NAREP president Elias Chipimo Jr, is on record saying that corruption will worsen in the country if the MMD government is voted back into power as the party had failed to curb the scourge.

From this background, it will be comical to believe that the new found friends of the MMD will now look at the biggest opposition party as a saint who should be entrusted with the affairs of the nation.

Who are the winners and loser?

There is no denying that all parties involved in the new alliance will be losers if the alliance fails to work. This is because they would have lost time to mobilise individual parties ahead of the 2016 presidential elections.

Additionally, even the confidence of the people in any of the four political parties would swiftly evaporate as electorates and Zambians at large would consider them as jokers.

However, even in an unlikely situation that the alliance reached 2016 and decides to field one candidate, there is a likelihood of divisions on which leader should be fielded by the alliance.

Will it be Dr Mumba whose party has in the past been labelled corrupt and unjust by Fr Bwalya whom he has embraced today, or Dr Mutesa who has no single parliamentarian in the national assembly?

Langton Sichone believes that there was nothing wrong for the opposition parties that differed during the MMD reign to come together.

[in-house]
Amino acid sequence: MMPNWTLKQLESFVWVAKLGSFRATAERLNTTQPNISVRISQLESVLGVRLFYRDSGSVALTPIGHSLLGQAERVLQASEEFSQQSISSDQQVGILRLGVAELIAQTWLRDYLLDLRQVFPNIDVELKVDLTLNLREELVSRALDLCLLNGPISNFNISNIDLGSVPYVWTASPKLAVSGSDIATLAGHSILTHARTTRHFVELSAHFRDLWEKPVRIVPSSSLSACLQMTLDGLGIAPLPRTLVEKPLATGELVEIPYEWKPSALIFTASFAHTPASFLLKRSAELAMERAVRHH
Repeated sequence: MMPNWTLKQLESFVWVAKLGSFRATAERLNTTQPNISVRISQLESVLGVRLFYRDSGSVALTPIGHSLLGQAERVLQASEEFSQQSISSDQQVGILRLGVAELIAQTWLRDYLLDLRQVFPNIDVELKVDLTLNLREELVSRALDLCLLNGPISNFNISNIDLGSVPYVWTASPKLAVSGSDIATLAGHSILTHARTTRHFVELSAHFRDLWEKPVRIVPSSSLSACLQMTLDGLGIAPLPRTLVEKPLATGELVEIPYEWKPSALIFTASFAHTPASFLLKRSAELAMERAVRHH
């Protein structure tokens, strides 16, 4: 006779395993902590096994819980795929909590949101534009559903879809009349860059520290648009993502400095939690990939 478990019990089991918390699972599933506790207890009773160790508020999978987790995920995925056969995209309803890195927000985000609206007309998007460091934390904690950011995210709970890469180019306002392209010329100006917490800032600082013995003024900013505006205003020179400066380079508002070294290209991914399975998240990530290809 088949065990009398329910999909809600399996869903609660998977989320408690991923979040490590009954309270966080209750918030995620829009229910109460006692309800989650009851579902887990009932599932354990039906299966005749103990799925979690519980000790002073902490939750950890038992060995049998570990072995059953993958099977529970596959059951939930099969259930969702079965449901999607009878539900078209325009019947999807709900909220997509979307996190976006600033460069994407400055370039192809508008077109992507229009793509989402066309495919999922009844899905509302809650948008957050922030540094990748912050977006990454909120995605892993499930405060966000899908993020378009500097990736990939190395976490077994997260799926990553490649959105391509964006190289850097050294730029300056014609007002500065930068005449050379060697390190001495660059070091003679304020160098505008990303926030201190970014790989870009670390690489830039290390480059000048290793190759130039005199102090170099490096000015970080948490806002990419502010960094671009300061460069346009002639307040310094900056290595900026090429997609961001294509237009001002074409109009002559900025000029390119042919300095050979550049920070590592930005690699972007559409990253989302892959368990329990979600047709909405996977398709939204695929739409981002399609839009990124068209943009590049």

“Politics favour fools and that is why you see people moving from one party to another and condemning the party they have ditched,” said Mr Sichone who is the president of the Zambia Democratic Congress (ZADECO).

Mr Sichone noted that apart from unseating the ruling party, the alliance has been necessitated by failure by the ruling party to do the things that they promised the people.

“If all the opposition parties agree that the ruling party is running away from the promises that it promised, then there is nothing wrong to team up even when they did not agree in the past,” he added.

While the MMD may hope to ride on the other three parties because of its numbers, the alliance may just end up benefiting the ruling party that will be able to take advantage of disagreements on who should contest.

Conclusion

Admittedly, while there has been the desire by many people to have a strong opposition through alliances, failure to integrate ideals, values and manifestoes will remain a stumbling block.

Precedence has shown that past alliances have tended to target at removing the party in power. Once such objective fails the mergers have disintegrated soon after elections.

With just more than two years before the elections, the choice by the parties to form an alliance is a risky one that could determine the political future of the MMD, ZED and ABZ.

In an event that they work on fielding one candidate, it would be important that such arrangement is done now so that the bottle necks are identified and resolved before 2016.

Unless that is done, the AOPZ is following the footsteps of UDA, PF-ULP as well as PF/UPND pact which have all been prematurely relegated to the political history of the country.